GSA Connects 2021 in Portland, Oregon

Paper No. 99-5
Presentation Time: 2:45 PM


SCHNUR, Susan, Department of Natural Resources, Washington Geological Survey, 1111 Washington St. SE, Olympia, WA 98504-7007

State geological surveys can play an important role in promoting geoheritage and encouraging geotourism. Washington State has a rich geologic story, with its active volcanoes, glacial outburst flood-scoured landscapes, and history of subduction and accretion along its western margin. To showcase this geoheritage, the Washington Geological Survey released a new geotourism website in May 2021 that tells the geologic stories of 100 publicly accessible sites in Washington State. The website, named Washington 100, uses striking graphics and short, easily understandable text, paired with a simple and intuitive navigation to draw the visitor in and educate them about the geology of both popular and lesser-known corners of the state. The website was developed in partnership with the Washington State Parks and Recreation Commission and features about 30 state parks, in addition to other publicly accessible lands, including national parks, national forests, state-managed lands, and county and city parks. Site selection followed several criteria: (1) iconic, striking geology that is easily recognizable by non-geologists; (2) a variety of geologic stories; and (3) even distribution across the state, providing visitors opportunities to explore regardless of where they live.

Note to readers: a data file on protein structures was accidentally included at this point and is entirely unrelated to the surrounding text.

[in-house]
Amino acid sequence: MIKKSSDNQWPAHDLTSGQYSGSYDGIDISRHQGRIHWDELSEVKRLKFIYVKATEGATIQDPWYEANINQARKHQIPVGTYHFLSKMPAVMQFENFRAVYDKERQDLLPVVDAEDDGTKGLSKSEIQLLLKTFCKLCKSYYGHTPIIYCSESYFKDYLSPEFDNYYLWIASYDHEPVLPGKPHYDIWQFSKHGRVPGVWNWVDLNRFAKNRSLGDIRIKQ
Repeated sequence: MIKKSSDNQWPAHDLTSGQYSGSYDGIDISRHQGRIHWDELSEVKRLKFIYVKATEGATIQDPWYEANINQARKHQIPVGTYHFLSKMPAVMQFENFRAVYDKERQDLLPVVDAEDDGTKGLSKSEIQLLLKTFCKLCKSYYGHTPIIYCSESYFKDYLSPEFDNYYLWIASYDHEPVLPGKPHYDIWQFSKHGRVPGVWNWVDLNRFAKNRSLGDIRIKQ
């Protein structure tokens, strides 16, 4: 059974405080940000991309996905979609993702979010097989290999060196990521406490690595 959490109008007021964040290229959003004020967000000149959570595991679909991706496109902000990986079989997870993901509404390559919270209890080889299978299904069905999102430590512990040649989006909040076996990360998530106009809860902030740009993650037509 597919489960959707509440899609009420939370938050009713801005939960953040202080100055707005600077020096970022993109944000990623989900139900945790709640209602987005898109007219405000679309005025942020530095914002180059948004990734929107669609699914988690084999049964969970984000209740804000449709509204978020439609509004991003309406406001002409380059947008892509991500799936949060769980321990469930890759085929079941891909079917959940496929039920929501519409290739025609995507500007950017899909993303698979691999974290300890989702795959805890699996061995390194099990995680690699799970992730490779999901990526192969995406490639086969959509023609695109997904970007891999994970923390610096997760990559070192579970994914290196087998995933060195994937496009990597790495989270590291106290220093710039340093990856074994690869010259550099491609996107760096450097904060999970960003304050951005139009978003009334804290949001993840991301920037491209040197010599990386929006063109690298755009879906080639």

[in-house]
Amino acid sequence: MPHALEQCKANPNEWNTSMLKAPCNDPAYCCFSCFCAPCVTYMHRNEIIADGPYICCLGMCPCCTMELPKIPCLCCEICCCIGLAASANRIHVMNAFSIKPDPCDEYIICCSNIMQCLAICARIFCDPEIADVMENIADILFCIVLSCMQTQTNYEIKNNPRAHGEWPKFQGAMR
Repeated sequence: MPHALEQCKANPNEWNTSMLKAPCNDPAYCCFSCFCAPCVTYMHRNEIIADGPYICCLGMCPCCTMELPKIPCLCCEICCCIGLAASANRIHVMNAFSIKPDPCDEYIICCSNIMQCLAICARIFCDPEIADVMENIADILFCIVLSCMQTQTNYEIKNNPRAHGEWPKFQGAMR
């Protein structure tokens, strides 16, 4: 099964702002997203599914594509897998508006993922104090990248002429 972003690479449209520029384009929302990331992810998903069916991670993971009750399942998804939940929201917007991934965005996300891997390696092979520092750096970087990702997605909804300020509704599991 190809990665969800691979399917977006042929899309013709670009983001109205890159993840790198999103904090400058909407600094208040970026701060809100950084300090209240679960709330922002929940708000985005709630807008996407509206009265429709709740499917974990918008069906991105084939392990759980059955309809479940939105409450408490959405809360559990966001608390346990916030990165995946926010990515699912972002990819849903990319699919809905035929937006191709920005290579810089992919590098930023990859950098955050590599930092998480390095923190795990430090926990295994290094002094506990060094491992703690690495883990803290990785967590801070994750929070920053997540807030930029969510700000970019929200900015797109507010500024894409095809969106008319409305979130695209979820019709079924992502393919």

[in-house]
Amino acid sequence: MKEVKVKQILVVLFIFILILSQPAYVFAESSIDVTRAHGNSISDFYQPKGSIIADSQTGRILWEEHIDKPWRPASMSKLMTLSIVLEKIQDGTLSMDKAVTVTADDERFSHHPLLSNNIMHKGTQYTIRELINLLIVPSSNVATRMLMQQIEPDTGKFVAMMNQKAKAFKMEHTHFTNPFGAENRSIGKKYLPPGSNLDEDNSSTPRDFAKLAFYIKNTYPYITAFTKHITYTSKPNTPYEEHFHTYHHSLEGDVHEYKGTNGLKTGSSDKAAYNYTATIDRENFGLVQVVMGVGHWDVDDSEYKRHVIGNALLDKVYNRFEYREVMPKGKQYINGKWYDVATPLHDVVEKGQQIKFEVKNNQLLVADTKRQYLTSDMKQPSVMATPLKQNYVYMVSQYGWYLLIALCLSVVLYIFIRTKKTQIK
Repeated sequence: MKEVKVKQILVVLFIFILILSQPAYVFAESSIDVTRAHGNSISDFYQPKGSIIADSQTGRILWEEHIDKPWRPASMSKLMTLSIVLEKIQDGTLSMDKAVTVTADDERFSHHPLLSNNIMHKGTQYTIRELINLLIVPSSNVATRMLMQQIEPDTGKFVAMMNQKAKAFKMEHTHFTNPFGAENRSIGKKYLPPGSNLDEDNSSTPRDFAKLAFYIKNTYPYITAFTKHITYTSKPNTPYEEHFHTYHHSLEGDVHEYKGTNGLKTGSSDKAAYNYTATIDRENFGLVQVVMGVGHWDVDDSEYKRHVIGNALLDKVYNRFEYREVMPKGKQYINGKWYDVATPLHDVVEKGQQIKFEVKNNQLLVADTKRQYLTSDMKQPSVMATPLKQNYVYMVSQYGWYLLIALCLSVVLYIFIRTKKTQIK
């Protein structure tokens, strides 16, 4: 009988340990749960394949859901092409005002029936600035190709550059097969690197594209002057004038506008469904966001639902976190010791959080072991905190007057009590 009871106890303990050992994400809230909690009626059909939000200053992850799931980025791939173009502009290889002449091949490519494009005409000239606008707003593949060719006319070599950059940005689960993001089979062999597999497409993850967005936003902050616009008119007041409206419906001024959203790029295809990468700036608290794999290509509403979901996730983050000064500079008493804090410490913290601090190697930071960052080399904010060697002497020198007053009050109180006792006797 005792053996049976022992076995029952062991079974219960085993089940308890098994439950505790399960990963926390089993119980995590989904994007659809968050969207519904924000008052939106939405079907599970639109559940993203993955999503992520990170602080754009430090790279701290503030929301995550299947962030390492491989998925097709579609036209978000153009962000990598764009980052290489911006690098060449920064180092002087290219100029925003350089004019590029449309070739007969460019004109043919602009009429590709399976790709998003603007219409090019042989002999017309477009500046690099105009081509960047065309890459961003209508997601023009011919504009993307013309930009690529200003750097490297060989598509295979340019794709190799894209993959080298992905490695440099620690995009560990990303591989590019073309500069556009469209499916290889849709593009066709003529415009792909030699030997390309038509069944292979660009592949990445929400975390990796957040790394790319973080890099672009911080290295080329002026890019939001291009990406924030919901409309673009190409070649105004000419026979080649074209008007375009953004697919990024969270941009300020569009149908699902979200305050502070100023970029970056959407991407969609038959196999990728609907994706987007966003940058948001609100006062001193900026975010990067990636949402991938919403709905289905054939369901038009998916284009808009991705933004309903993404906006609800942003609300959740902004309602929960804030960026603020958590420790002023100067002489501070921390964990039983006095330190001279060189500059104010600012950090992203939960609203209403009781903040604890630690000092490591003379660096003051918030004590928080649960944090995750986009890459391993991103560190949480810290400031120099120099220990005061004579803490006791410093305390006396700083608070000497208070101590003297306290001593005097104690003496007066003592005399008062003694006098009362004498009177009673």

The success of the website provides an example for others seeking to develop geoheritage-related materials. Strong visuals are an important part of developing both web and print content, and the website’s innovative navigation, striking graphics, and abundance of photographs, maps, diagrams, and videos are critical in grabbing the attention of visitors. The graphics provide a good balance to the concise text, encouraging readers to engage in the geologic story rather than clicking away.

Promotion is an important part of any geoheritage effort, and the Washington 100 site was broadly advertised through mailing lists and newsletters, with promotional posters, postcards, stickers, and tourist rack cards distributed to state parks visitors centers. The site has been enthusiastically received, indicating that this is a successful format for promoting geoheritage.